Part 1 if you have missed it can be found by clicking here
Part 2 can be found by clicking here
In 1956 Russell Crane decided to “hang up his boots” having played football since the age of 15, mostly at the Abby Club. Whilst serving in the Royal Navy during World War II he also played football in Australia, New Zealand and Hong Kong.
Russell’s Benefit Match was arranged for 16th April 1956. An attraction “Draw Prize” was organised – a football autographed by Stanley Matthews and 46 other personalities in the football world.
At the end of the match the autographed ball was presented by the Mayor of Cambridge (Alderman E T Halman JP MA) to the holder of the winning ticket. This was followed by a very successful Benefit Dance held in the Guildhall.
The Football Club in 1959 decided to commence the development of the Habbin Stand. The site adjacent to Coldhams Common was cleared and the old dressing rooms dismantled. Teams of enthusiastic supporters, under the guidance of tradesmen, commenced the large task of digging the footings and cement-mixing, bricklaying etc. The fund-raisers working hard providing a backing cash flow. Another of the Club’s aims in its early stage of development. The architect of this development, who gave his services voluntarily, was Mr R Jackson a senior architect of the South Cambs District Council.
I was obliged in 1960 to terminate my services as secretary of the Sportsmen’s Guild. My wife Edna was experiencing a strange illness which developed into a lifetime disablement. Multiple Sclerosis was diagnosed and with two young sons to cope with, my services were much more needed at home. Because of this sad development in our lives I was unable to see the growth of the Habbin Stand, but have always been proud that I was active in its early development.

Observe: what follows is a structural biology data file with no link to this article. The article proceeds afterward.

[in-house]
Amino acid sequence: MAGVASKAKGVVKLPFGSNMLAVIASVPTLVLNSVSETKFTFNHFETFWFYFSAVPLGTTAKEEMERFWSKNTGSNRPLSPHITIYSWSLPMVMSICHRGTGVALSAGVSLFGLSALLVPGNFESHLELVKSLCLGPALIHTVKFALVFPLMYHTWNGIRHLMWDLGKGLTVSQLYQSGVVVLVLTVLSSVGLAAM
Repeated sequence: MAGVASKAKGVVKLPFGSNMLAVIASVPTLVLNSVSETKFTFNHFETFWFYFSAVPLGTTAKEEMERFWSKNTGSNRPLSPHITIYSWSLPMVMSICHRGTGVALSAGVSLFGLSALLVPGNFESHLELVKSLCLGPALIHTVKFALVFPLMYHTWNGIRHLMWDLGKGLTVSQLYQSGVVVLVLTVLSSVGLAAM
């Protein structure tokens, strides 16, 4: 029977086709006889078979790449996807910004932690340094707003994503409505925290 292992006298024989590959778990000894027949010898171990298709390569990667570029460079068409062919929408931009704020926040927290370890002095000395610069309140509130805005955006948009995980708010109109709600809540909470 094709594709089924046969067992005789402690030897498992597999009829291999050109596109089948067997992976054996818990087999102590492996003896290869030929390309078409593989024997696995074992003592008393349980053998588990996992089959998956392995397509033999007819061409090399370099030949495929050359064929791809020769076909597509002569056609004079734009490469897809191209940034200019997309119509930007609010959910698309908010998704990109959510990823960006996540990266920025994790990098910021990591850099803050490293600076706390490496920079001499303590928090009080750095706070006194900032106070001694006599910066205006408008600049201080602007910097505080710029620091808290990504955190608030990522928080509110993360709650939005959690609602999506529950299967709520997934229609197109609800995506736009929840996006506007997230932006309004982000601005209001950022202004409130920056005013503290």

In conclusion to my story, I would like to highlight my two sons, supporters since toddlers, activities with United. Our eldest son Paul played in the Youth Team at the age of 16. Bill Lievers was then the Club’s manager. At the age of 18 he was accepted into the Reserve Team. Ron Atkinson was then the Club’s manager. Paul had to decide whether he should become a professional or continue his career as an accountant. He chose the latter.
Our youngest son, Antony, a supporter all his life, illustrates an example of loyalty.
A party of 4 of his friends, David Kurdyknowski, the eldest, and a car owner, and fortunately a member of the AA Relay, all dressed in supporters’ hats and scarves attempted the car journey to Plymouth for an FA Cup game. Their car broke down some 16 miles from Plymouth. The AA towed them to a nearby garage and they continued their journey by hitch-hiking and buses, arriving at Plymouth for the kick-off. After the game they returned to the garage to learn that the garage could not effect repairs. They slept in the car overnight and the AA Relay conveyed the happy party back to Cambridge the following day.
Antony's son. Jake, not yet 2 years old attended his first game at the United only recently – 28th February 1992, when United beat Bristol Rovers 6-1.
Therefore, over the past 45 years some four generations of the Crane / Neal families have been loyal supporters and we all wish Cambridge United every success in their future endeavours.
LISTEN TO FRANK PETTIT'S STORY BY CLICKING HERE